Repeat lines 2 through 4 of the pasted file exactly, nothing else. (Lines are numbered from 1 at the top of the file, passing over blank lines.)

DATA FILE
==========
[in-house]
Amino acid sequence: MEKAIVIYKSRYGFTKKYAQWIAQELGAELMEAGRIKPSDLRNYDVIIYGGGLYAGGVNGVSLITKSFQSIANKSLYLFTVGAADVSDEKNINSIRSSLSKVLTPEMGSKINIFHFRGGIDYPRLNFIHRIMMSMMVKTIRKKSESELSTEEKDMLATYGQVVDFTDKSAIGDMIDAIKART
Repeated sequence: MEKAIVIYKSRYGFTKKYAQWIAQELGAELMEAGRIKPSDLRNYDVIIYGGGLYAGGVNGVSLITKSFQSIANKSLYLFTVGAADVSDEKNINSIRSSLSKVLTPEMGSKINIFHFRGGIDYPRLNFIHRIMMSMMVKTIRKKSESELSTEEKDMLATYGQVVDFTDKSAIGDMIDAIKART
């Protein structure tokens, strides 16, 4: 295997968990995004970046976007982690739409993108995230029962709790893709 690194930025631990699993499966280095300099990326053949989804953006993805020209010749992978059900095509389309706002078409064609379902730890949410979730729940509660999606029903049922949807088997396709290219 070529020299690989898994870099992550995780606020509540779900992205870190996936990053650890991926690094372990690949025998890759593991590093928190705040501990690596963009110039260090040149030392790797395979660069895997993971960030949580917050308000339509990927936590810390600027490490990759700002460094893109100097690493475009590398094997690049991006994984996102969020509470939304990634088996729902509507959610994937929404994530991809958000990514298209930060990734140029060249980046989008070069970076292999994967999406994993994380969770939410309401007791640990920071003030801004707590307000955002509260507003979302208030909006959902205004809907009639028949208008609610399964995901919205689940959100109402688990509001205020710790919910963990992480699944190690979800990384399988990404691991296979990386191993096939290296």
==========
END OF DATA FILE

Amino acid sequence: MEKAIVIYKSRYGFTKKYAQWIAQELGAELMEAGRIKPSDLRNYDVIIYGGGLYAGGVNGVSLITKSFQSIANKSLYLFTVGAADVSDEKNINSIRSSLSKVLTPEMGSKINIFHFRGGIDYPRLNFIHRIMMSMMVKTIRKKSESELSTEEKDMLATYGQVVDFTDKSAIGDMIDAIKART
Repeated sequence: MEKAIVIYKSRYGFTKKYAQWIAQELGAELMEAGRIKPSDLRNYDVIIYGGGLYAGGVNGVSLITKSFQSIANKSLYLFTVGAADVSDEKNINSIRSSLSKVLTPEMGSKINIFHFRGGIDYPRLNFIHRIMMSMMVKTIRKKSESELSTEEKDMLATYGQVVDFTDKSAIGDMIDAIKART
């Protein structure tokens, strides 16, 4: 295997968990995004970046976007982690739409993108995230029962709790893709 690194930025631990699993499966280095300099990326053949989804953006993805020209010749992978059900095509389309706002078409064609379902730890949410979730729940509660999606029903049922949807088997396709290219 070529020299690989898994870099992550995780606020509540779900992205870190996936990053650890991926690094372990690949025998890759593991590093928190705040501990690596963009110039260090040149030392790797395979660069895997993971960030949580917050308000339509990927936590810390600027490490990759700002460094893109100097690493475009590398094997690049991006994984996102969020509470939304990634088996729902509507959610994937929404994530991809958000990514298209930060990734140029060249980046989008070069970076292999994967999406994993994380969770939410309401007791640990920071003030801004707590307000955002509260507003979302208030909006959902205004809907009639028949208008609610399964995901919205689940959100109402688990509001205020710790919910963990992480699944190690979800990384399988990404691991296979990386191993096939290296």